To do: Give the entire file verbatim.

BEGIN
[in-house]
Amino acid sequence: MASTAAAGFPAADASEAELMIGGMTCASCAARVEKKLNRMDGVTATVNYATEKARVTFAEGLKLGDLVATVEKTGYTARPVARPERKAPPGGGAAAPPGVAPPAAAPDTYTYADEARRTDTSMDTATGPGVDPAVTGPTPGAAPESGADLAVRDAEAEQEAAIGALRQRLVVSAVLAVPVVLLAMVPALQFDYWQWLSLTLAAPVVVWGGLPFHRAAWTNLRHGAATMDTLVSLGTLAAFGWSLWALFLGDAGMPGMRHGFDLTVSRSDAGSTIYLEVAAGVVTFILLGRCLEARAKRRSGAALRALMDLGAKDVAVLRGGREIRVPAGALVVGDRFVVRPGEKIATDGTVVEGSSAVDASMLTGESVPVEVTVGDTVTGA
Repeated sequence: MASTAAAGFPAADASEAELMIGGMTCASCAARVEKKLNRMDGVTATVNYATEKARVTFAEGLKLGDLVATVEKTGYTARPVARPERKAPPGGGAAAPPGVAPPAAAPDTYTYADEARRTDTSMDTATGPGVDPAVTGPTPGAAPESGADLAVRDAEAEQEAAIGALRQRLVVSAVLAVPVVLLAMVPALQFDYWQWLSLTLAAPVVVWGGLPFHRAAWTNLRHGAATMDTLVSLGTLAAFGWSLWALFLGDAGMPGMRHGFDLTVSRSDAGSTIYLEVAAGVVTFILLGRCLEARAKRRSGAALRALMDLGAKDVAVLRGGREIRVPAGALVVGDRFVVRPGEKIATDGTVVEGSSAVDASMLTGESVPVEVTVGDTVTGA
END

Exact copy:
[in-house]
Amino acid sequence: MASTAAAGFPAADASEAELMIGGMTCASCAARVEKKLNRMDGVTATVNYATEKARVTFAEGLKLGDLVATVEKTGYTARPVARPERKAPPGGGAAAPPGVAPPAAAPDTYTYADEARRTDTSMDTATGPGVDPAVTGPTPGAAPESGADLAVRDAEAEQEAAIGALRQRLVVSAVLAVPVVLLAMVPALQFDYWQWLSLTLAAPVVVWGGLPFHRAAWTNLRHGAATMDTLVSLGTLAAFGWSLWALFLGDAGMPGMRHGFDLTVSRSDAGSTIYLEVAAGVVTFILLGRCLEARAKRRSGAALRALMDLGAKDVAVLRGGREIRVPAGALVVGDRFVVRPGEKIATDGTVVEGSSAVDASMLTGESVPVEVTVGDTVTGA
Repeated sequence: MASTAAAGFPAADASEAELMIGGMTCASCAARVEKKLNRMDGVTATVNYATEKARVTFAEGLKLGDLVATVEKTGYTARPVARPERKAPPGGGAAAPPGVAPPAAAPDTYTYADEARRTDTSMDTATGPGVDPAVTGPTPGAAPESGADLAVRDAEAEQEAAIGALRQRLVVSAVLAVPVVLLAMVPALQFDYWQWLSLTLAAPVVVWGGLPFHRAAWTNLRHGAATMDTLVSLGTLAAFGWSLWALFLGDAGMPGMRHGFDLTVSRSDAGSTIYLEVAAGVVTFILLGRCLEARAKRRSGAALRALMDLGAKDVAVLRGGREIRVPAGALVVGDRFVVRPGEKIATDGTVVEGSSAVDASMLTGESVPVEVTVGDTVTGA